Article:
Although our trip to NZ was only 1-week, we managed to see a fair bit of the south island. Rugged mountains, glaciers, rivers, waterfalls, ocean... kinda like our sorely missed home of the great Northwest, USA. The first morning we woke up to see snow-capped mountains that had been covered in clouds on our arrival. The feeling I had was hard to describe. Mostly, I felt extremely nostalgic for for some cool (as in temperature), mountain-y type adventures. We are looking forward to braving the winter in NZ this year with our split-snowboards in tow. We are a little bit worried about the rugged and exposed conditions of the mountains, but hope that we can find something that will suit us. We just wanna rip up some powder (sans crevasses, avalanches, and ice). The winter days in NZ are also quite short, which will test our adventurous spirits while living in a van.

On our way back into OZ, we were harassed at immigration because they were suspicious of our intentions as tourists. What, most people don't go on a vacation for... ever? We assured them that we were tourists and were told that we needed to go to the immigration office in the city if we didn't want to be hassled again at immigration. Turns out, it was really easy for us to get a 6-month tourist visa (minus $500 for the "application"), so we get to stay down under until May 4th.

Big Night Outback

We made a second visit to our favorite outback pub for the authentic country atmosphere, and most importantly, the special (and strong) brew on tap. It was a 60 km round trip detour, but well worth it. While we drank our first beer, I commented on how one thing I liked about the place was that we seemed to be invisible. We certainly were the only non-locals, and yet, during our first visit, no one seemed to even notice that we existed. In retrospect, maybe we were just too looped on the brew to realize that everyone was staring at us. About 5 minutes after my comment, one of the locals came over to chat with us. This fella was originally from Sydney and he decided to move out to the sticks (did I mention there are 20 houses in the town?) to take over the family property. He left the pub around 6pm. We didn't remember his name, but when we reminisced about the night we called him "Bald Guy". Bald Guy must have opened up the flood gates because we quickly met Brad Pitt, Eyebrows, Town Drunk, and 34-year-old Grandma among others. While Bald Guy told us a story he referred to the local pub goers as "publicans". "Publicans" seems to refer to the more raucous pub goers -- the ones who stay out past 6pm.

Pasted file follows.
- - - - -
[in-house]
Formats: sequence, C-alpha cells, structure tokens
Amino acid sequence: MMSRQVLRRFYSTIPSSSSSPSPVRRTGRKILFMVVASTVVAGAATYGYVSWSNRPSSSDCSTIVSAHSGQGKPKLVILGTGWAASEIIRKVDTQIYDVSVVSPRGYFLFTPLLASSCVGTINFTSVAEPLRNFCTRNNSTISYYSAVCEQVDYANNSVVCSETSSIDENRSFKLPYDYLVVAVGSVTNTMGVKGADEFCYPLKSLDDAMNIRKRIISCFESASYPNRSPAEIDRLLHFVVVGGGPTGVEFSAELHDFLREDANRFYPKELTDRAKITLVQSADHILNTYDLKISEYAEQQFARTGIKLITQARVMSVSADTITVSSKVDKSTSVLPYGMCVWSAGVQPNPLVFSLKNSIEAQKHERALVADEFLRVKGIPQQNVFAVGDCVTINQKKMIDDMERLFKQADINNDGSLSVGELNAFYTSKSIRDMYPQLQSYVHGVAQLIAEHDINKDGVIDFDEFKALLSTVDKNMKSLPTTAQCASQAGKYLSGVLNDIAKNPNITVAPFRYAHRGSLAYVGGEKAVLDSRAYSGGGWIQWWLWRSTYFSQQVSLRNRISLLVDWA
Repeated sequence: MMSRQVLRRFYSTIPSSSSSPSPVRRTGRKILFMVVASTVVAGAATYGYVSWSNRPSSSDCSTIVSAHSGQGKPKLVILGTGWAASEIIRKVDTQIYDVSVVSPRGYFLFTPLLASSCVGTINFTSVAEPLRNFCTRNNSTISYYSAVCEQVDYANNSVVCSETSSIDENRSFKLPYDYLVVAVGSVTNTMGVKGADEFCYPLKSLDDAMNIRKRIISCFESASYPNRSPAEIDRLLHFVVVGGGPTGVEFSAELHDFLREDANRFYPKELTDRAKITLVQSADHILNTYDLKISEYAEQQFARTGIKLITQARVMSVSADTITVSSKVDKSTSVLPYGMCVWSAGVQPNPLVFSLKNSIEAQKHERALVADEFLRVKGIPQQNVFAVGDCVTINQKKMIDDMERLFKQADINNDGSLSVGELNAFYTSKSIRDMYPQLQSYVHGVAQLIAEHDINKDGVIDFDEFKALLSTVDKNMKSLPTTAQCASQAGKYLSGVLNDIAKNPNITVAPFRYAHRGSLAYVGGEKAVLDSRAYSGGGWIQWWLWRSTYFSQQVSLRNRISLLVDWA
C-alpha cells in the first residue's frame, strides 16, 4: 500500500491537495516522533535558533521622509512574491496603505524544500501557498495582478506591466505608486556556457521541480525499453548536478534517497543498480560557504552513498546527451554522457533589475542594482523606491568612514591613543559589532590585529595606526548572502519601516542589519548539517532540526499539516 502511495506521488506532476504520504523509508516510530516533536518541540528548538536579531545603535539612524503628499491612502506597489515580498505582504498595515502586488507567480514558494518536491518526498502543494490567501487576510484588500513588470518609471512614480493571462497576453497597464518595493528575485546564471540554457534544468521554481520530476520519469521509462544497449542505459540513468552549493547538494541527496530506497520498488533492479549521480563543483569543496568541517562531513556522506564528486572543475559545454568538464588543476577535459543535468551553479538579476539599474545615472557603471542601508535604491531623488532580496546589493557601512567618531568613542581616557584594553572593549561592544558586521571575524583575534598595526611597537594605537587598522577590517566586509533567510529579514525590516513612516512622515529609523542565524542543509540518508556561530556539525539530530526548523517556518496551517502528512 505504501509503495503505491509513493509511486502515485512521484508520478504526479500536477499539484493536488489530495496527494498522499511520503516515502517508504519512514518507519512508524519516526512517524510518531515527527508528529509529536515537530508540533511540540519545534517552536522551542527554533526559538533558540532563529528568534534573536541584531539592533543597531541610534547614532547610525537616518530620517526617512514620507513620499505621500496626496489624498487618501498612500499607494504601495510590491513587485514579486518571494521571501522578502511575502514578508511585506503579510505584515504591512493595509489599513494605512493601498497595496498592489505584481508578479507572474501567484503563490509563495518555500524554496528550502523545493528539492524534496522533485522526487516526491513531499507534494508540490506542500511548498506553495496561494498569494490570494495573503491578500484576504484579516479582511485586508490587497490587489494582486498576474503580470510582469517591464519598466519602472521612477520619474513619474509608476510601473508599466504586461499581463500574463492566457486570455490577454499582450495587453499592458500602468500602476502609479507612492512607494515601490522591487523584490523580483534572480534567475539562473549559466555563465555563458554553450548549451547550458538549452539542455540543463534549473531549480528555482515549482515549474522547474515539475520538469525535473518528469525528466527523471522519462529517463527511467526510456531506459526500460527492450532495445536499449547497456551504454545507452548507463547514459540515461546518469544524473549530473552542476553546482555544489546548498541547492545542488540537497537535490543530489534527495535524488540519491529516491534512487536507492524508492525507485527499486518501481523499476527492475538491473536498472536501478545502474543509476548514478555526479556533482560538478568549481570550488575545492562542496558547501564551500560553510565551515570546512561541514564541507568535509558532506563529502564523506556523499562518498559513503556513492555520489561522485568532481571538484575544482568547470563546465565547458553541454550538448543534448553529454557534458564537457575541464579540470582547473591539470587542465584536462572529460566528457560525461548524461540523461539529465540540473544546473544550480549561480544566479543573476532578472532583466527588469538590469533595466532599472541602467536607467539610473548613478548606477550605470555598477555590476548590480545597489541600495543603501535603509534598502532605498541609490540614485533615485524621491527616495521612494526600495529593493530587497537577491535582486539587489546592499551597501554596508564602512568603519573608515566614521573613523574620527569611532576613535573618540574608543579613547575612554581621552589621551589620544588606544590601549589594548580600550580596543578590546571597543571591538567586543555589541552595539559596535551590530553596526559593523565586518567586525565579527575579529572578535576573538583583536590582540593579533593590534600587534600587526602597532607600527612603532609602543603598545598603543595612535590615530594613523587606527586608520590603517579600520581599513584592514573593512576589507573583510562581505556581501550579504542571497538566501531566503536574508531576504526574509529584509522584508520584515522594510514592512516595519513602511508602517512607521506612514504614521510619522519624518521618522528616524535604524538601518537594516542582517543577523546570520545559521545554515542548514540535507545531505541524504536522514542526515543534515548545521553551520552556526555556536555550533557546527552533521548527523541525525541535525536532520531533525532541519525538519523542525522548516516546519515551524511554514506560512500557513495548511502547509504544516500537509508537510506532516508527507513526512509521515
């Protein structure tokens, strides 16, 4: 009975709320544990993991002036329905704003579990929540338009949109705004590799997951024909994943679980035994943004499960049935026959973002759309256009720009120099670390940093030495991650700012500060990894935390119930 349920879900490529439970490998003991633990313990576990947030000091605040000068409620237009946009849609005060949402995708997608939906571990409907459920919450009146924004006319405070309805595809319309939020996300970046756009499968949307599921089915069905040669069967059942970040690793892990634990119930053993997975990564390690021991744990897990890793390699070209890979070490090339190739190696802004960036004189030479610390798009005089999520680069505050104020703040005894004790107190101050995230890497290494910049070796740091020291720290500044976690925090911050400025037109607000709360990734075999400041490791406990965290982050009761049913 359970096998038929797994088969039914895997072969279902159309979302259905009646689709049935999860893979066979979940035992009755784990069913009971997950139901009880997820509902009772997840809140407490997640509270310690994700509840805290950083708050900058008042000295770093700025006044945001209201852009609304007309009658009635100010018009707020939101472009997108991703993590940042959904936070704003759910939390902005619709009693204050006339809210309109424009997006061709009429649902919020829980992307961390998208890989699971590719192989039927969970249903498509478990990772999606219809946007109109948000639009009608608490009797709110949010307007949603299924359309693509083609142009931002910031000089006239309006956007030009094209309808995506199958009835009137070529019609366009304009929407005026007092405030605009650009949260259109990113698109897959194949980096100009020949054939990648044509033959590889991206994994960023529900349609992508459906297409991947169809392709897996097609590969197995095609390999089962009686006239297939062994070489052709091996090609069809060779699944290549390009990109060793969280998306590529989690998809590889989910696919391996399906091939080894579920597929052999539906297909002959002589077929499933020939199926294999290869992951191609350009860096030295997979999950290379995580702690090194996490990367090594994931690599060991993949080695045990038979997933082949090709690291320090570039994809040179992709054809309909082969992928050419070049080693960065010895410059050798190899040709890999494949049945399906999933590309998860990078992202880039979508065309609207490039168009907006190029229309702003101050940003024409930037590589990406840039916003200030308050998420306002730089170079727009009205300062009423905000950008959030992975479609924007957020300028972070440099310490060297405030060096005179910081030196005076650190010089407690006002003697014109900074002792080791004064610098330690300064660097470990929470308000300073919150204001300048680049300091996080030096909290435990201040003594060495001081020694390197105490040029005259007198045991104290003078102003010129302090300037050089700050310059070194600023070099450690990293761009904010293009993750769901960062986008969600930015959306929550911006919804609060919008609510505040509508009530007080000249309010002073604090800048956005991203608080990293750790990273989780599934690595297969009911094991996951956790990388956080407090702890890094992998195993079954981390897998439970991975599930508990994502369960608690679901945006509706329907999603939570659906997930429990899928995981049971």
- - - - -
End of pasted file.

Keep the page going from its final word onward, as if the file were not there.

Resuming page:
Eyebrows made some eyeglasses out of straws and rested them on the bushes above his eyes. This was his "trick for the tourists". His comment to Scott was, "See, you're not the only one that can wear glasses". Eyebrows lives alone, got his buffet dinner to go because he doesn't like eating in public, and though we never confirmed it, he suggested that he lives in one of those ubiquitous rain water storage tanks. Eyebrows is Brad Pitt's dad. Brad came into the pub with a big hole ripped across his nipple on his flannel shirt. He was smart, witty, and told us lots of crazy stories about being a butcher. Also, he was really gorgeous (ala Brad Pitt), even though he was very rough around the edges -- kinda like Tyler Durden meets Crocodile Dundee.

During our first visit, I had noticed one of the publicans who had a deep, gnarly cut across his nose. I didn't need to bust out my nurses training to tell that this guy had all the signs of a classic drunk. Town Drunk (TD) was touched to learn that we had visited the pub before, and that I had noticed his injury. He was also very touched that I cared to ask him how he healed up. Bald Guy was TD's boss. Turns out, TD has a heart of gold and couldn't have been more kind to us. He asked us multiple times if we "got a proper feed" and if we wanted to stay at his place for the evening. We couldn't quite convince him that we'd already eaten, and that the van was probably more comfortable (most certainly cleaner). Unsatisfied with our brush-off of his invitation, he suggested we come by in the morning to see the wild Kookaburras that he had befriended. Turns out, he feeds them with his left over butcher meat, and in return, he can pet them. Everyone we met had some sort of a part in raising and/or butchering meat.